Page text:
What to Watch Thursday at Wimbledon

  • How to watch: ESPN, ESPN+, ESPN3, 6 a.m. Eastern

  • Scores: Men | Women

Last month Nadal won his 12th title at Roland Garros, losing only two sets along the way. Although he has won just two Wimbledon titles, the third-seeded Nadal looks in fine form at majors this year, having also reached the final at the Australian Open. None of that will intimidate Kyrgios, the enigmatic player who can throw tantrums one minute and make subliminally difficult shots the next. Kyrgios has beaten Nadal three times, including in the fourth round at Wimbledon in 2014, when Nadal was the No. 1 seed. After Kyrgios defeated Nadal at the Acapulco Open in February, Nadal said he “lacks respect for the crowd, his opponent and towards himself.” Kyrgios lived up to this description in his first-round match, a five-set spectacle against Jordan Thompson, in which he alternated between joking with the crowd, admonishing himself for poor decision making, and trying to be conciliatory. Late Wednesday night, Kyrgios was even spotted by reporters at a Wimbledon Village bar. It’s hard to know which version of Kyrgios will show up Thursday, but, at the least, you can expect a match full of scorching forehands and high emotions under the watchful eye of the Centre Court crowd.

Thursday’s lineup is so star-studded and full of British players that even Roger Federer and Serena Williams are playing on No. 1 Court instead of Centre Court. Barty, the world No. 1 and the recent French Open champion, was relegated to No. 2 Court. She carries a 14-match winning streak into the first match of the day on that court (6 a.m. Eastern). She is against Van Uytvanck, who won her first round match in a tough three-setter against Svetlana Kuznetsova, a two time Grand Slam winner. Look for Barty to continue using the same strategy that helped her win at the Eastbourne International, deep slices that will pull her opponents out of position and allow Barty to finish off the points at net.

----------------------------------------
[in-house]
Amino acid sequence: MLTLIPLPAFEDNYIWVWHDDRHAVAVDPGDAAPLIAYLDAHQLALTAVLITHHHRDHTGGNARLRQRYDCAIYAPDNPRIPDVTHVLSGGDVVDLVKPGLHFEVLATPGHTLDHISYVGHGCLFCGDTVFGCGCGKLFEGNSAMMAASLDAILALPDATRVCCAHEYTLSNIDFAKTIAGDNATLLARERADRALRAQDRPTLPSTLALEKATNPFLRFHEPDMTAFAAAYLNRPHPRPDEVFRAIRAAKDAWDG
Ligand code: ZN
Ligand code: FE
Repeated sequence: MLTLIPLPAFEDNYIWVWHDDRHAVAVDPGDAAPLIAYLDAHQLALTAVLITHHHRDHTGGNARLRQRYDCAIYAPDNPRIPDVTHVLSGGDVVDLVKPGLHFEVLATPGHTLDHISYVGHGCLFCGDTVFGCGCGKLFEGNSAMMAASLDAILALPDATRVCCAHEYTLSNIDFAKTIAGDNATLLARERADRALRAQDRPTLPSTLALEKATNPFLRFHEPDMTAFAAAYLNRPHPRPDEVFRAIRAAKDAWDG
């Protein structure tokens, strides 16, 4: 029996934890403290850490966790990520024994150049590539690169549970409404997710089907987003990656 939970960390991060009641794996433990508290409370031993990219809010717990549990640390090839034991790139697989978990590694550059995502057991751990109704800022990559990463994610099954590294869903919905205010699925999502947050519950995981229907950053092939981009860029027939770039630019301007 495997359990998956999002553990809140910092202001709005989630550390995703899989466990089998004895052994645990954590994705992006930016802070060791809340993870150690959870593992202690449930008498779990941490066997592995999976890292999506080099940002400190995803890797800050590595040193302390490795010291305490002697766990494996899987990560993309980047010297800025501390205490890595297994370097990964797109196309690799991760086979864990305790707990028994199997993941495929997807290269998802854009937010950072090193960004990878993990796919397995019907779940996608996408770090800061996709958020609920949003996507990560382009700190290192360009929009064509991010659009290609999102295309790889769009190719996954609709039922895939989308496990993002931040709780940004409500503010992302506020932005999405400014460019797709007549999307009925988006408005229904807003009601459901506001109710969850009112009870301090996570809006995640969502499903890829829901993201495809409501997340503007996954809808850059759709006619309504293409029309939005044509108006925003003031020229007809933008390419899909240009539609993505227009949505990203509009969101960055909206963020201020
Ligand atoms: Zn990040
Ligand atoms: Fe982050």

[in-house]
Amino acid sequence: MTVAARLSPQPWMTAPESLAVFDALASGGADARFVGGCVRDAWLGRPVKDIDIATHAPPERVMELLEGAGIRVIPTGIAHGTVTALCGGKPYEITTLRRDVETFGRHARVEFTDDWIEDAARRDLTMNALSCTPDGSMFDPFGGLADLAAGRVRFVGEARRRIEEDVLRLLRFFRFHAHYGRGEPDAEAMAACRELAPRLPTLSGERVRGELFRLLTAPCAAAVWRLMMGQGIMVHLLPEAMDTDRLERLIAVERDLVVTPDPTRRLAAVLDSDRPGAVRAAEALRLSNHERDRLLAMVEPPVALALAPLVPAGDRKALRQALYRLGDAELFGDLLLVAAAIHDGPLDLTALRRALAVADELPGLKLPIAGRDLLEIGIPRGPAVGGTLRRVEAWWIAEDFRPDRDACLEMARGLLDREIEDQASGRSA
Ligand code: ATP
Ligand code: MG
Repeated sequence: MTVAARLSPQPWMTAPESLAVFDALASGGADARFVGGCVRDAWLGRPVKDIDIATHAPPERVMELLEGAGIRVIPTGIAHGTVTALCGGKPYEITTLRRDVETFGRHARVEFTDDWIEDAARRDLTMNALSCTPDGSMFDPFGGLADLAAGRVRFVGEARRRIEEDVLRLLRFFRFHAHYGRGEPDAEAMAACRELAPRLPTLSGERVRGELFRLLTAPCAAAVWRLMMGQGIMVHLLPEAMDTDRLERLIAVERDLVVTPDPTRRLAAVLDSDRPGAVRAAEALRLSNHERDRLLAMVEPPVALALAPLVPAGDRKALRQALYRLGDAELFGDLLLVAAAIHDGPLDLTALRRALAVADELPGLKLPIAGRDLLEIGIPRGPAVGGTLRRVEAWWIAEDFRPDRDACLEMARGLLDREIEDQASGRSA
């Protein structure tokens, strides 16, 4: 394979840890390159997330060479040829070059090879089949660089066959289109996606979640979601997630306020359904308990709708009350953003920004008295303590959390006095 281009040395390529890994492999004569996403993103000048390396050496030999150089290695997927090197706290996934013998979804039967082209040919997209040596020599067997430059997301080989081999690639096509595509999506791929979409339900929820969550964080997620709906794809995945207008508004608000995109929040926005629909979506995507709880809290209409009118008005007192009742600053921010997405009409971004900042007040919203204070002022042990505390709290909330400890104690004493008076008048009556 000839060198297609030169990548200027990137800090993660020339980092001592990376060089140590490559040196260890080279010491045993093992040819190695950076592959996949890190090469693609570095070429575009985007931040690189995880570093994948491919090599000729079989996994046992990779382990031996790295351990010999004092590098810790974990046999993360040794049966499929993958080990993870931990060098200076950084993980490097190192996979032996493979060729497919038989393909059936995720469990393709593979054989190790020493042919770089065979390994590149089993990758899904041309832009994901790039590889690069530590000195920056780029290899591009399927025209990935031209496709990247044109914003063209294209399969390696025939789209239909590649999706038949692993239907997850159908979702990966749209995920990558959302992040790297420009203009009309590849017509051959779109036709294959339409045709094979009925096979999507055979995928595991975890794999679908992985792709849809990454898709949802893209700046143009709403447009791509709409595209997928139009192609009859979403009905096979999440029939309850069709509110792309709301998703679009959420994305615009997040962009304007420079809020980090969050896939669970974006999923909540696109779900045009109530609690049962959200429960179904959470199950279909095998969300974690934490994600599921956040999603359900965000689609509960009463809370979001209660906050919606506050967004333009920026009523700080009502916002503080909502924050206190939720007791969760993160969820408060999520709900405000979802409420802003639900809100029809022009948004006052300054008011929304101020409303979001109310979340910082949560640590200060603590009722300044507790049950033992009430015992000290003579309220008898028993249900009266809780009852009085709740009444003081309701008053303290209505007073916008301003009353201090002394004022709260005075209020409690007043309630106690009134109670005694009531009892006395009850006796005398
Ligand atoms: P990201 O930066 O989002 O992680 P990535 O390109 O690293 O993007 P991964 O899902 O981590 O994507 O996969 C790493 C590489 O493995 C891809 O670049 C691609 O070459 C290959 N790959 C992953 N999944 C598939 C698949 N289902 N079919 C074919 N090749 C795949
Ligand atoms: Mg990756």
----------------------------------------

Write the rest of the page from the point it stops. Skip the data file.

Konta, the 19th seed and top-rated Briton in the draw, reached the semifinals of the French Open this year. She will face off against Siniakova, last year’s doubles champion at the All-England Club, in the second match on Centre Court. Although Siniakova has not had a good grass season, she did beat Naomi Osaka in the third round at the French Open, using her shot selection to disrupt Osaka’s powerful baseline play. Konta will rely on the faster bounce off the grass to assist her in overwhelming Siniakova’s defensive capabilities.

Murray, a two time singles champion at the All England Club, continues his slow return from a hip injury at Wimbledon. Murray last played doubles at the All England Club in 2005, but recently won the Queen’s Club doubles title alongside Feliciano Lopez. To help him at Wimbledon, he’s recruited the doubles specialist Herbert, who has won four Grand Slams in doubles — one at each major. On the other side of the net, Humbert has been having a good week, having beaten Gael Monfils on his way to the third round in singles, where he will face Felix Auger-Aliassime. Copil lost a tough match in the first round against Guido Pella, one which could have ended differently had Copil not lost the first tiebreaker, 13-11. Humbert and Copil will be significant underdogs against the seven combined Grand Slam championships across the net.